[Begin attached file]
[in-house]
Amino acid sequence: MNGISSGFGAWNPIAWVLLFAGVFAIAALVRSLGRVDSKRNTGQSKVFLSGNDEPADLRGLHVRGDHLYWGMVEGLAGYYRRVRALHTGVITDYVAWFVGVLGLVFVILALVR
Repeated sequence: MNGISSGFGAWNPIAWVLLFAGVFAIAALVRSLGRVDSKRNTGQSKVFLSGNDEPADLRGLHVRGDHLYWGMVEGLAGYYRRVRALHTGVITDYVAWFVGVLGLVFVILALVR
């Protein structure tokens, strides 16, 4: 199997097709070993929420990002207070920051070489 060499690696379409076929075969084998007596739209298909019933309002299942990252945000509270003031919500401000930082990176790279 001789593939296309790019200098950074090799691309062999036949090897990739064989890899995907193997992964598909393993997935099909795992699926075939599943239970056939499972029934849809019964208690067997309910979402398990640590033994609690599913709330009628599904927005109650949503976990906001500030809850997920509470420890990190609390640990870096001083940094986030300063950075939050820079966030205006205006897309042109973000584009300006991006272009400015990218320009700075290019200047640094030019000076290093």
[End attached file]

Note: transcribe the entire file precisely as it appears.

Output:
[in-house]
Amino acid sequence: MNGISSGFGAWNPIAWVLLFAGVFAIAALVRSLGRVDSKRNTGQSKVFLSGNDEPADLRGLHVRGDHLYWGMVEGLAGYYRRVRALHTGVITDYVAWFVGVLGLVFVILALVR
Repeated sequence: MNGISSGFGAWNPIAWVLLFAGVFAIAALVRSLGRVDSKRNTGQSKVFLSGNDEPADLRGLHVRGDHLYWGMVEGLAGYYRRVRALHTGVITDYVAWFVGVLGLVFVILALVR
């Protein structure tokens, strides 16, 4: 199997097709070993929420990002207070920051070489 060499690696379409076929075969084998007596739209298909019933309002299942990252945000509270003031919500401000930082990176790279 001789593939296309790019200098950074090799691309062999036949090897990739064989890899995907193997992964598909393993997935099909795992699926075939599943239970056939499972029934849809019964208690067997309910979402398990640590033994609690599913709330009628599904927005109650949503976990906001500030809850997920509470420890990190609390640990870096001083940094986030300063950075939050820079966030205006205006897309042109973000584009300006991006272009400015990218320009700075290019200047640094030019000076290093």